4. What contact do you intend to engage with regulators and legislators?
We are talking about new things in a highly regulated industry. If you do something wrong, you will definitely bring systemic risks that no one wants to see. That's why we believe and work with regulators, central banks, and lawmakers to ensure that Libra can help solve problems that the existing financial system has been fighting, especially money laundering, terrorist financing, and more. Fundamentally, we believe that the network can help move more cash transactions—a field where there is a lot of illegal activity—to a digital network, which will be an important opportunity to improve the efficiency of financial crime monitoring and enforcement. The network is characterized by appropriate customer-aware (KYC) inspections when funds are in and out, and law enforcement and regulatory agencies can conduct independent analysis of chain activities. The Libra Association will continue to engage actively and openly with all relevant stakeholders on these key issues. Libra should improve monitoring and execution rather than being blocked.
5. Can Facebook be trusted to manage financial services?
Facebook does not control the Libra network, currency or its support reserves. Facebook will be just one of the more than 100 members of the Libra Association. We will not have any privileges. Facebook created a subsidiary, Calibra, which will operate a wallet service on top of the Libra network. Although Facebook owns and controls Calibra, it does not see Calibra's financial data. More importantly, there are many ways people can take advantage of Libra and get into the network. You will be able to use a range of managed and unmanaged wallets that will be fully interoperable, meaning you will be able to pay and receive payments through different company wallets, even using your own software wallet. The bottom line is that you don't have to believe that Facebook can benefit from Libra. Facebook does not assume any special responsibility for the Libra network. But we hope that people will have a crush on the Calibra wallet. We are already aware of our approach to separating financial data, and we will fulfill our commitment to achieve real utility.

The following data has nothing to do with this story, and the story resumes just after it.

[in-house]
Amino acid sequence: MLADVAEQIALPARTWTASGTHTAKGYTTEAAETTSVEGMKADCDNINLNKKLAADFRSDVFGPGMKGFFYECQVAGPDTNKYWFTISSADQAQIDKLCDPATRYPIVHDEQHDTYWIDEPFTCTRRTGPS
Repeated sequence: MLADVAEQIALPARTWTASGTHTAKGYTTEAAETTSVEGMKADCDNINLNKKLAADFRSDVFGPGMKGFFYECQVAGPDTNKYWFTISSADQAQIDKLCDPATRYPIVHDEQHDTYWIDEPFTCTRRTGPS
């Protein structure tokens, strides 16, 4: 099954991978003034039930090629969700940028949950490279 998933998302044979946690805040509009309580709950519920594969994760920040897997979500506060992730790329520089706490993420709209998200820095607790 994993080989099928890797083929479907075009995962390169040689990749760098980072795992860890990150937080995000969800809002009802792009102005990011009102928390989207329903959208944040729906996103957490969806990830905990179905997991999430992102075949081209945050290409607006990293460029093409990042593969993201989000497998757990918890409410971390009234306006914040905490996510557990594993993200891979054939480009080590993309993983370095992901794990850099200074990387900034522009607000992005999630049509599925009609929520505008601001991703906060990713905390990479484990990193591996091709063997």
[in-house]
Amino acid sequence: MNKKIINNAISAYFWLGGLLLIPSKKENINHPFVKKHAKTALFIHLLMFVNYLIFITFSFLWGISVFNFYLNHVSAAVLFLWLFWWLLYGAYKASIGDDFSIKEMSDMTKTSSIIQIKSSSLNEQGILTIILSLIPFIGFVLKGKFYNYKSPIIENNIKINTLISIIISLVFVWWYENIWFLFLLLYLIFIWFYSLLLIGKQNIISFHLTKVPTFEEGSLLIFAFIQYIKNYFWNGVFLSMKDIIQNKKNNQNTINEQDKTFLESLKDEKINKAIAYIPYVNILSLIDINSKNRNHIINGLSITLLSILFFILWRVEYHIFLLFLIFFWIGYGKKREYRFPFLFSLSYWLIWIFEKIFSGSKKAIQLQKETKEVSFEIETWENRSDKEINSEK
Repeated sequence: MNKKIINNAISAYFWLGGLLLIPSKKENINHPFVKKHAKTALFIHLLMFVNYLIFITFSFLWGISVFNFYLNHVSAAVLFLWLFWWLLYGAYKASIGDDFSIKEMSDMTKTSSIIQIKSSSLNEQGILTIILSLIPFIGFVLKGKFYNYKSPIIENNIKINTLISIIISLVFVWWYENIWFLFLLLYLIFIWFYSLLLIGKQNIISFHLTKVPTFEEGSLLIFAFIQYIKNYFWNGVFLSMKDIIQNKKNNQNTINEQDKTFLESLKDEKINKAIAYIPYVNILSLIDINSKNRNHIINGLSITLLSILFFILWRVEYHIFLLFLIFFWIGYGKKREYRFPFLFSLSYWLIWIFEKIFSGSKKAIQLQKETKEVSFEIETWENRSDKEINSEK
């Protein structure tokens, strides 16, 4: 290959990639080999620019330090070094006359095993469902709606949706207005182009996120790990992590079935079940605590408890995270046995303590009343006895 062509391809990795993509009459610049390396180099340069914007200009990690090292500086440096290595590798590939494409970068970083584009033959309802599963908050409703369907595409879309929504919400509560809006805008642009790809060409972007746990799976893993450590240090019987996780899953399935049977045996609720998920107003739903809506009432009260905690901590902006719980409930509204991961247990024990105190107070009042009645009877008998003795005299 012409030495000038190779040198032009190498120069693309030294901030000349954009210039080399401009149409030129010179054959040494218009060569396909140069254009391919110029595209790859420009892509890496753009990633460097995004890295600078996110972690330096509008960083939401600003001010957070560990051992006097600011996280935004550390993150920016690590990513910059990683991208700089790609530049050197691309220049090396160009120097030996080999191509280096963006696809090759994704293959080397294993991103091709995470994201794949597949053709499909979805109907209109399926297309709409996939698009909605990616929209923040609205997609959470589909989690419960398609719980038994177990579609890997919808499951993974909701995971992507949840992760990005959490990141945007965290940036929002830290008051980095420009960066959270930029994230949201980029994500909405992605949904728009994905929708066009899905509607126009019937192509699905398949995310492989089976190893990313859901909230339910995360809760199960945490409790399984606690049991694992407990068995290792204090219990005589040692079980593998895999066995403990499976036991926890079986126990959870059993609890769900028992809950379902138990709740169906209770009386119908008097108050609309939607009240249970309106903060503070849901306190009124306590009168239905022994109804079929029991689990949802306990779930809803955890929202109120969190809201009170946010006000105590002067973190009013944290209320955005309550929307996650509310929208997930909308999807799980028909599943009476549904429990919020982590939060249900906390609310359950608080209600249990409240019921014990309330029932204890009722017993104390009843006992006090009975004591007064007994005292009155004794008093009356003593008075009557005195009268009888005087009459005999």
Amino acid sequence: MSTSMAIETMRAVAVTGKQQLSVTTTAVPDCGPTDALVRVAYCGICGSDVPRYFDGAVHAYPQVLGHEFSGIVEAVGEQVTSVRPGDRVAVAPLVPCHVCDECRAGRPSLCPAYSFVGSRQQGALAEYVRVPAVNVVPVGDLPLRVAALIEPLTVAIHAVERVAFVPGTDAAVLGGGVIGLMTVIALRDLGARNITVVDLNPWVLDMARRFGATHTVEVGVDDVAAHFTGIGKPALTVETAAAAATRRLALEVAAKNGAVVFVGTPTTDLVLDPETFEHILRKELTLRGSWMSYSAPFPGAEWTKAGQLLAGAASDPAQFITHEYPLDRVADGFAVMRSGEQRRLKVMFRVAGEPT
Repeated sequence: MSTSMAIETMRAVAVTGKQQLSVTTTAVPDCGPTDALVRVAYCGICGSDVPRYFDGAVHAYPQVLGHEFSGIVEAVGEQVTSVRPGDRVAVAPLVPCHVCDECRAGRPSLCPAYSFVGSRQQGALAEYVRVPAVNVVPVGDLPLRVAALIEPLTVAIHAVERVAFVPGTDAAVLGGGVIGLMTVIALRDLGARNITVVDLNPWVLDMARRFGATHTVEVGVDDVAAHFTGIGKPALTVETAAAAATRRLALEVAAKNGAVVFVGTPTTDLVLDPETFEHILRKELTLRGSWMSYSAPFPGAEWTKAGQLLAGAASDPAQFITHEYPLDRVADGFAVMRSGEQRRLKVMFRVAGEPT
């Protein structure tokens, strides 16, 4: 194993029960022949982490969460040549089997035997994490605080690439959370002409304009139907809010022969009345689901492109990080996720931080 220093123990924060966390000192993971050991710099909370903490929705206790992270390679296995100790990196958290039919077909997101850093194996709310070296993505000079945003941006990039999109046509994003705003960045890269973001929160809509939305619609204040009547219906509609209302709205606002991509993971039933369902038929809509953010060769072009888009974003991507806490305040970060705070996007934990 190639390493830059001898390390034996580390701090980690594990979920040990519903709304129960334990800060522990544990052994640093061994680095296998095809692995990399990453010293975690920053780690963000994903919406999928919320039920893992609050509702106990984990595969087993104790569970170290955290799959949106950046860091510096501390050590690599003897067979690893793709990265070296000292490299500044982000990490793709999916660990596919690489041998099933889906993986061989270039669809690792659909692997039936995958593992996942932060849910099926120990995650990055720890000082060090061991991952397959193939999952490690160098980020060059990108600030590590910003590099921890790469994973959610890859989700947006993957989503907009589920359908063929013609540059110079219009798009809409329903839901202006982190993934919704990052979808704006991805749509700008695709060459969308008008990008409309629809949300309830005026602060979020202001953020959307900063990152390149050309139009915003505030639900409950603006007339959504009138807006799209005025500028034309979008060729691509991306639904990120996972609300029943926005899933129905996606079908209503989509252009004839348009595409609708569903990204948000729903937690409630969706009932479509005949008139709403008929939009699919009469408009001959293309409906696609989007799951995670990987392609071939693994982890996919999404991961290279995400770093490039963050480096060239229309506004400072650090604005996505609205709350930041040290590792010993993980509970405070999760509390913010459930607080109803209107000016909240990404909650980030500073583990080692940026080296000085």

6. What are the benefits of Facebook? Why do you want to do this?
First and foremost, because of mission-aligned. Bringing the world closer means giving people the tools to connect and communicate, but now, while people can send texts, videos, photos, etc. to each other, in many cases they can't easily pass on value between each other. Economic empowerment is one of our core values, and 90 million companies on the Facebook platform can prove this. We have done a lot of work to democratize the free and unrestricted exchanges of billions of people. We want to do the same for digital currency and financial services, but there is a key difference – this time we will give up control of the networks and currencies we helped create. If Libra succeeds, Facebook will first get more business opportunities from its app ecosystem. More business means that advertising will be more effective, and advertisers will buy more ads to grow their business. In addition, if we use the Calibra wallet to win people's trust over time, we will also begin to provide more financial services and bring other sources of income to the company.
We look forward to continuing to engage with various communities and stakeholders. We hope to hear from you and promise to take the time to correct it. That's why we open up the plan ahead of time and open the Libra codebase to the world. The time from now to release will be a collaborative, open process. In this spirit, I look forward to hearing in front of the Senate Banking Committee and the House Financial Services Committee in the coming weeks.
As we progress, please stay in touch with us. After all, all of this is for the sake of all mankind, in order to make financial services better serve humanity. Thank you. (The internet)